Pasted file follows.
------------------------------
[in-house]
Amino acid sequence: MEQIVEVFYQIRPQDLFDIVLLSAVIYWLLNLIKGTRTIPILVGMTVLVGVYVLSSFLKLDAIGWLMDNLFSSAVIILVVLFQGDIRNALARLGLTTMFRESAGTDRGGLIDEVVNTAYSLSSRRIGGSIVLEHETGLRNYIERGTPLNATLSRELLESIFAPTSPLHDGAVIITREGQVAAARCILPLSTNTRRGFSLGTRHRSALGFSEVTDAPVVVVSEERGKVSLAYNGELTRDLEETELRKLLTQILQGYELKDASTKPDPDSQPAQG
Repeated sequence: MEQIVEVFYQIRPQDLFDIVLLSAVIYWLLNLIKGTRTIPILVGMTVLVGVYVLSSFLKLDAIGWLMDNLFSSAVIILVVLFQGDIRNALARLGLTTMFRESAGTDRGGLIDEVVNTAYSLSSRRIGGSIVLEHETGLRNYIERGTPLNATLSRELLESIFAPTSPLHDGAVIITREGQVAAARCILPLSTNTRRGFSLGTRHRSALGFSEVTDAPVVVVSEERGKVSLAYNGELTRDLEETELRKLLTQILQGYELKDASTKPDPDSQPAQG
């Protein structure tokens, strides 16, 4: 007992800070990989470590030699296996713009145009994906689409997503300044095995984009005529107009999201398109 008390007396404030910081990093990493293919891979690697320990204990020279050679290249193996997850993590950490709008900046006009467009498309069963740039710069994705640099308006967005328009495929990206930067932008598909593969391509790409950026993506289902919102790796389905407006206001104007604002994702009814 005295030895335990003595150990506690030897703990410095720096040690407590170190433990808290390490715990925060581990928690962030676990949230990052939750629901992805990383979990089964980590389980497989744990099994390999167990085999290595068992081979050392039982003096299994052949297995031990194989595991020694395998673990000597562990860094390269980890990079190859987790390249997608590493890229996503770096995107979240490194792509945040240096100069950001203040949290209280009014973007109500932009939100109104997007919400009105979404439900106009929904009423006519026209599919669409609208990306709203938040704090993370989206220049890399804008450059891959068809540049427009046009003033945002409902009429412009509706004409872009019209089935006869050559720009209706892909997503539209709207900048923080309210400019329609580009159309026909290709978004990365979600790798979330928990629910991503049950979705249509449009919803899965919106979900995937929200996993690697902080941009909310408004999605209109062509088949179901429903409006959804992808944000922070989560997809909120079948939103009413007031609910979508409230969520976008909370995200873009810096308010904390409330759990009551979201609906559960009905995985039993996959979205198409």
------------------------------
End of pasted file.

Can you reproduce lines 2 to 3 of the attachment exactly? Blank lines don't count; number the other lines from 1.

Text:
Amino acid sequence: MEQIVEVFYQIRPQDLFDIVLLSAVIYWLLNLIKGTRTIPILVGMTVLVGVYVLSSFLKLDAIGWLMDNLFSSAVIILVVLFQGDIRNALARLGLTTMFRESAGTDRGGLIDEVVNTAYSLSSRRIGGSIVLEHETGLRNYIERGTPLNATLSRELLESIFAPTSPLHDGAVIITREGQVAAARCILPLSTNTRRGFSLGTRHRSALGFSEVTDAPVVVVSEERGKVSLAYNGELTRDLEETELRKLLTQILQGYELKDASTKPDPDSQPAQG
Repeated sequence: MEQIVEVFYQIRPQDLFDIVLLSAVIYWLLNLIKGTRTIPILVGMTVLVGVYVLSSFLKLDAIGWLMDNLFSSAVIILVVLFQGDIRNALARLGLTTMFRESAGTDRGGLIDEVVNTAYSLSSRRIGGSIVLEHETGLRNYIERGTPLNATLSRELLESIFAPTSPLHDGAVIITREGQVAAARCILPLSTNTRRGFSLGTRHRSALGFSEVTDAPVVVVSEERGKVSLAYNGELTRDLEETELRKLLTQILQGYELKDASTKPDPDSQPAQG